We are excited that the Indigenous Crime Victim Services Referral and Resource Center has a new initiative. We are now a member of the National Identity Theft Victim Assistant Network and will have opportunities to “network” with you in supporting and enhancing the safety of our Women, Children and Families. This initiative is known as the “ICVSRRC Identity Theft/Cybercrime Program.”
“Identity theft is the fastest-growing crime in the United States…”
Cybercrime encompasses any criminal act dealing with computers and networks. Additionally, cybercrime also includes traditional crimes conducted through the internet. For example: hate crimes, internet fraud, identity theft and bank/credit card/social security/etc. thefts are considered to be cybercrimes when the illegal activities are committed through the use of a computer and the internet.
Cybercrime covers many areas of victimization and can be a “co-occurring crime” to many victims of domestic violence, sexual assault, elder abuse, etc. Many of us are familiar with cyberbullying, which has affected many, especially our young people. These other crimes can also have devastating affects on victims:
What Are Identity Theft and Identity Fraud?
Identity theft and identity fraud are terms used to refer to all types of crime in which someone wrongfully obtains and uses another person’s personal data in some way that involves fraud or deception, typically for economic gain.
With enough identifying information about an individual, a criminal can take over that individual’s identity to conduct a wide
range of crimes. For example:
- False applications for loans and credit cards,
- Fraudulent withdrawals from bank accounts, social security accounts, etc.,
- Fraudulent use of telephone calling cards or online accounts, or
- Obtaining other goods or privileges which the criminal might be denied if he were to use his real name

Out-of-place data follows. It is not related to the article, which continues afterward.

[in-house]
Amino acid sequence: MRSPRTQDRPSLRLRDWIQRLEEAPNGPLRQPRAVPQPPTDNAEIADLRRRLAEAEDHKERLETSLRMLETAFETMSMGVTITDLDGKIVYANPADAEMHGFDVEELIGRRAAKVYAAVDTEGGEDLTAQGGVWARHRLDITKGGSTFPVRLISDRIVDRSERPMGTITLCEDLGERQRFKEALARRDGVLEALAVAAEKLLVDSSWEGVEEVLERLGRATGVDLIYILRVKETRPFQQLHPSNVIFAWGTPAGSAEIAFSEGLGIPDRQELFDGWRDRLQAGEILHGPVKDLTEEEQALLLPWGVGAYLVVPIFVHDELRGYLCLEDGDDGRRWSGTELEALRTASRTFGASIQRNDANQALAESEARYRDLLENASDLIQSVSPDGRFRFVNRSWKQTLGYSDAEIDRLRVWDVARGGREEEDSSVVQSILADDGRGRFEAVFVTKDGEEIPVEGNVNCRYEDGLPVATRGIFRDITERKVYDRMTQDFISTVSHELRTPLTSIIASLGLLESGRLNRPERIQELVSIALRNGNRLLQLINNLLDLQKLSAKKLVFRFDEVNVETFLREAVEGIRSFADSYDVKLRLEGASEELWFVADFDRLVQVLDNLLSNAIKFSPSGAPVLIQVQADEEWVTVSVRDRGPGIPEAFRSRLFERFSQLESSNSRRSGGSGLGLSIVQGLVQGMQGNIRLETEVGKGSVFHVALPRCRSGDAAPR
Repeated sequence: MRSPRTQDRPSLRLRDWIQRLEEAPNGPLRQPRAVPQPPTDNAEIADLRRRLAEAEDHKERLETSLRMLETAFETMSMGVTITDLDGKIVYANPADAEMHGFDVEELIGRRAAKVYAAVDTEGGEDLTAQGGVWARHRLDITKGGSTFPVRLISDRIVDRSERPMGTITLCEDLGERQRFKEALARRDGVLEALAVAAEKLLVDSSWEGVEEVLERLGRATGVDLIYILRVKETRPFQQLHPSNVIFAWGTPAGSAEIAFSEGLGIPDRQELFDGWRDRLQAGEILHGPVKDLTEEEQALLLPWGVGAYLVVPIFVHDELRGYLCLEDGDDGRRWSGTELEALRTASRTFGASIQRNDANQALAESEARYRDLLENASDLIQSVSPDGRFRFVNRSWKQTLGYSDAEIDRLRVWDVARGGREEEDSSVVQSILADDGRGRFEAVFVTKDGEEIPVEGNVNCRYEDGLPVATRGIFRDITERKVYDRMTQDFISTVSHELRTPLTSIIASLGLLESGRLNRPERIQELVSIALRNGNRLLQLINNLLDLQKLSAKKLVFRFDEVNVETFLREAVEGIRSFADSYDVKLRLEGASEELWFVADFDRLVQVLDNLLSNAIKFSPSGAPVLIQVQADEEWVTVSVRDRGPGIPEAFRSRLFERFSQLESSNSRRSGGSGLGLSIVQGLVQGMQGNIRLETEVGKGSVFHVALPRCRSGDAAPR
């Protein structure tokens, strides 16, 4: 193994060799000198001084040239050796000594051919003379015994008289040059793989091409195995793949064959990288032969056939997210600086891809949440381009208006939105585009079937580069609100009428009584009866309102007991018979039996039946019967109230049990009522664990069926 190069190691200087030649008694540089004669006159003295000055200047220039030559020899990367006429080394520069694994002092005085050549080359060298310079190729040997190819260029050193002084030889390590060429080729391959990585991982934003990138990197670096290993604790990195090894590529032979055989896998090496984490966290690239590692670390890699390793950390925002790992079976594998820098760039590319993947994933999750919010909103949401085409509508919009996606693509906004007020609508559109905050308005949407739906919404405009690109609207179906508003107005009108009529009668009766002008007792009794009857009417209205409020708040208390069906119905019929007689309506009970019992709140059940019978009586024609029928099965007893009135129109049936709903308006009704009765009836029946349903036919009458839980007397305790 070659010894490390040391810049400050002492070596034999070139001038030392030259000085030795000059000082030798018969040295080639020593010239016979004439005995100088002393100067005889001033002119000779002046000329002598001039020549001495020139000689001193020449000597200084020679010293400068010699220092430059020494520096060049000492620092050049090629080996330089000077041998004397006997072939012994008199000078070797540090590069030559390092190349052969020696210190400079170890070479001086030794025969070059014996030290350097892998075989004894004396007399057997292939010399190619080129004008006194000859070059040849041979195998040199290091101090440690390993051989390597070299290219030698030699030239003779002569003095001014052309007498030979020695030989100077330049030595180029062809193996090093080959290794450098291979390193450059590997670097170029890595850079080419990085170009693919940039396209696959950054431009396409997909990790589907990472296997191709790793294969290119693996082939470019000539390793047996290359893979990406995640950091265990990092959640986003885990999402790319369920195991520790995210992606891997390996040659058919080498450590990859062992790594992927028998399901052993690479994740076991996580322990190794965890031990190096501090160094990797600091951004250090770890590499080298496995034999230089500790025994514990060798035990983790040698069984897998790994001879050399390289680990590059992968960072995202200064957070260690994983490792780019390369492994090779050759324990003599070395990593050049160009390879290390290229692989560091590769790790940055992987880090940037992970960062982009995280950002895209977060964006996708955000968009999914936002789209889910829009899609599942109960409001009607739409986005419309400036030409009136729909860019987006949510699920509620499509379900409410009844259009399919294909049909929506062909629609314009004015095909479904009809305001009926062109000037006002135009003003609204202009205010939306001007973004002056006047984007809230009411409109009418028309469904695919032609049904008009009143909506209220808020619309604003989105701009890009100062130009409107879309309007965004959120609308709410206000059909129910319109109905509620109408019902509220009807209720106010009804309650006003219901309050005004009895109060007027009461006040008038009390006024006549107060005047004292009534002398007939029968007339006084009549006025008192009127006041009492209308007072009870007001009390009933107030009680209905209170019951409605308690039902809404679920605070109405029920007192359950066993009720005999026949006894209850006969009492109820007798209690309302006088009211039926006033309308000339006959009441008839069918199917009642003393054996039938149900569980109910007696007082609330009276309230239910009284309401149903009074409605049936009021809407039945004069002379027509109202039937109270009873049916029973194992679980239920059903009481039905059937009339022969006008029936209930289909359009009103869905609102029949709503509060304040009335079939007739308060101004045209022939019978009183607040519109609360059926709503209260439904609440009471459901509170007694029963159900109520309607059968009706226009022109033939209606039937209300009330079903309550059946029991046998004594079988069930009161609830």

Cyberfraud via Identity Theft
Typically identity theft is a stranger crime committed for the financial benefit of the perpetrator; however, this can occur between current/former intimate partners as well. Within the context of a current/former relationship, the purpose was typically not for financial gain but to control the survivor, keep them from leaving, and/or enact revenge. Perpetrators opened online credit cards, secured loans, and/or obtained mortgages in survivors’ names. Then, perpetrators wouldn’t pay amounts due in order to destroy credit histories thus affecting her application for housing, work, a car, even daycare.
Cybersexual Abuse via Nonconsensual Pornography |Revenge Porn
This is defined as the public distribution of sexually graphic images and/or videos without the consent of the individual portrayed in the content. These can be real or constructed images.
- Public websites
- Social media
- Text messaging
Most often, this occurs when an intimate partner later distributes images without the partner’s consent or uses the material to control their partner. Often motivated by retribution, so commonly called “revenge porn.”
This intimate partner can also publish contact information (e.g., home address, phone/social media) to cause further personal and professional harm.
Cybersexual Exploitation |Sextortion –
Occurs when an individual is pressured through some technological means (e.g., text, messaging services, social media) to engage in actions against their will (e.g., sexual activities, sexual images, etc.).
This is the most common cyber victimization and all survivors experienced this. Cyberstalking includes behaviors such as using technology to harass and/or scare victims (e.g., email, instant messaging, text messaging, posts on blogs/bulletin boards, chatroom, internet sites about the victim).
Cyberstalking also includes offenders monitoring victims via audio/visual devices or computer spyware and/or monitoring movements online.
If you would like more information on how the ICVSRRC Identity Theft/Cybercrime Program can help your community address these crimes, please fill out this short SURVEY and submit back to me.